Until Thursday afternoon when Michael Vick announced that he would not be able to play, the Eagles starting quarterback for Sunday's game against Dallas remained up in the air. The Cowboys, on the other hand, had no such mystery surrounding the position. Tony Romo will lead the Cowboys offense into his 14th career regular-season game against Philadelphia, which will also be his 100th career NFL start.
Romo, the 11th year pro out of Eastern Illinois, has had mixed results against the Eagles in his career. The Cowboys quarterback has a 7-6 career record against the Eagles in the regular season, which includes a 1-2 record in his first three career matchups. In those first two loses, the Cowboys managed to score just 13 combined points. On his Wednesday conference call, Romo cited former Eagles defensive coordinator Jim Johnson as the biggest reason for his early struggles, and also said that dealing with pressure has always been the key to beating the Eagles defense.
"When I first started, Jim Johnson was the defensive coordinator there, and he had done a great job and he was very tough to go against," Romo said. "I think that was initially a tough scheme for me when I was younger, and I think that they just got after us a few years ago with the front four a little bit, and we had a little bit of trouble handing that. More than anything, I think you grow up and keep getting better and better and you find ways to try score more points against them."
When Romo surveys the Eagles defense on Sunday, it will be the first time that he will see them in Bill Davis' 3-4 scheme. According to Romo, the defense will look different than it did in years past, but the Eagles will still try to do the same things that they have done in previous meetings to try to slow him down.
"I think you see that scheme-wise they're teaching them to do a lot of different things. It might be as diverse as any team that we've gone against in the amount of stuff that they do," Romo said. "Now that can be a really tough thing to go against, but at the same time it could also allow people to be in positions that they may not have prepared for. It could be a big challenge and I think it will be a good challenge for us. Their front is playing well, they're getting after the quarterbacks, and they push the pocket well. They've got some good pass-rushers, and we'll have to be prepared for that.
"They're playing out of a little bit of a 3-4 front, so they're really having almost five pass-rushers on the field for a lot of the game. They'll get in their nickel packages and different things, but they like to dog and blitz. That's what they're going to hang their hat on. They're going to come after the quarterback, and you've got to have a plan to be able to counter that. You have to protect it up and then you have to throw screens and get the things that are going to give them trouble, and we have to have a plan like that because they're going to try to come after us. We know that, and I think that is will be an enjoyable game to be a part of for everybody if you can come out with a win."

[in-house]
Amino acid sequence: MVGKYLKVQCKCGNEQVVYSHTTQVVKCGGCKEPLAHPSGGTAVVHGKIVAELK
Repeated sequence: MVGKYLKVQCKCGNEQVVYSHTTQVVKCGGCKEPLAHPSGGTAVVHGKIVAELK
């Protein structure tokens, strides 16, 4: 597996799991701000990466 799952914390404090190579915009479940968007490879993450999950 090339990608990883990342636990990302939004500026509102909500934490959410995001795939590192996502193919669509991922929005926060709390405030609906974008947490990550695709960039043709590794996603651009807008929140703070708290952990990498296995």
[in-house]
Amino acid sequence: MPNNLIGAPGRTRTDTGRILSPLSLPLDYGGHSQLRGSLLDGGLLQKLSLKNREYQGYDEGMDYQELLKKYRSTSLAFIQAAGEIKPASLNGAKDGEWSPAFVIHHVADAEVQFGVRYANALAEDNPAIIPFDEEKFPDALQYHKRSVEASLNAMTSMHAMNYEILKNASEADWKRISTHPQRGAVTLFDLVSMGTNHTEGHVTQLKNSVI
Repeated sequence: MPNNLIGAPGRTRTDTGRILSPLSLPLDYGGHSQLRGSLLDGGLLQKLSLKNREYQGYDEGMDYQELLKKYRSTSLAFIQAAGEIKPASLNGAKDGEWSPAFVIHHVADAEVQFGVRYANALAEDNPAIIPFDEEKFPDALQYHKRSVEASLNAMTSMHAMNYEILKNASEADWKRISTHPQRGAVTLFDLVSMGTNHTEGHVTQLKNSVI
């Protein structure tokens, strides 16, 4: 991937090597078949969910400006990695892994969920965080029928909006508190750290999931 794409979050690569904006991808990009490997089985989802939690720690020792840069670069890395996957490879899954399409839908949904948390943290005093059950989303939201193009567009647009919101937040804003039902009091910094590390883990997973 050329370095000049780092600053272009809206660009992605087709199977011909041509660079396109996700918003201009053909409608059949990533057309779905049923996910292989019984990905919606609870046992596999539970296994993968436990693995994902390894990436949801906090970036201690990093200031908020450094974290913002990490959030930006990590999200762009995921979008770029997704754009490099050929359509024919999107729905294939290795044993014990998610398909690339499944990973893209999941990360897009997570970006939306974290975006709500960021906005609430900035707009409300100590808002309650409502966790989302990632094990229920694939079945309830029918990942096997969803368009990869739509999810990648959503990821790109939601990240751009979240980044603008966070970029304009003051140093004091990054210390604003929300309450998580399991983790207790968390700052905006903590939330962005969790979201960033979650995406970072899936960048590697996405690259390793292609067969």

2012 must have been a very enjoyable season for Romo, as he led the Cowboys to two victories over the Eagles, putting up 38 points in each of the two contests against a struggling Eagles secondary. This season, the faces in the Eagles secondary have changed, and Romo is looking forward to the new challenge.
"They're playing (well)," Romo said of the Eagles starting cornerbacks. "I think that Cary (Williams) and (Bradley) Fletcher are just guys that put themselves in good positions. They have good ball skills and they're out there sometimes and they do a good job in their man coverage."
Sunday's presumed quarterback matchup of Romo and Nick Foles will pit two quarterbacks against one another who are both familiar with playing the role of backup. Romo entered the league as an undrafted free agent in 2004, but didn't throw a pass in the NFL until 2006. Now a three-time Pro Bowl selection, Romo can recall what it what it feels like to have to wait for your turn.
"As a young guy, you always want to play," noted Romo. "You never know if you're ready until you actually have to go out there and play. Even if you think you have some ability, you really don't know until you go out and prove it to yourself and obviously to your teammates and coaches. I was lucky enough to come up under Vinny Testaverde and Drew Bledsoe, and these guys were the truest professionals in every way of the word. I think they exemplified what you want in someone to teach a young guy. To me, no starter ever wants to not be playing. Once you realize that, and it's never easy, but at the same time you understand that if someone comes in and plays well, it's about the team and it always will be."
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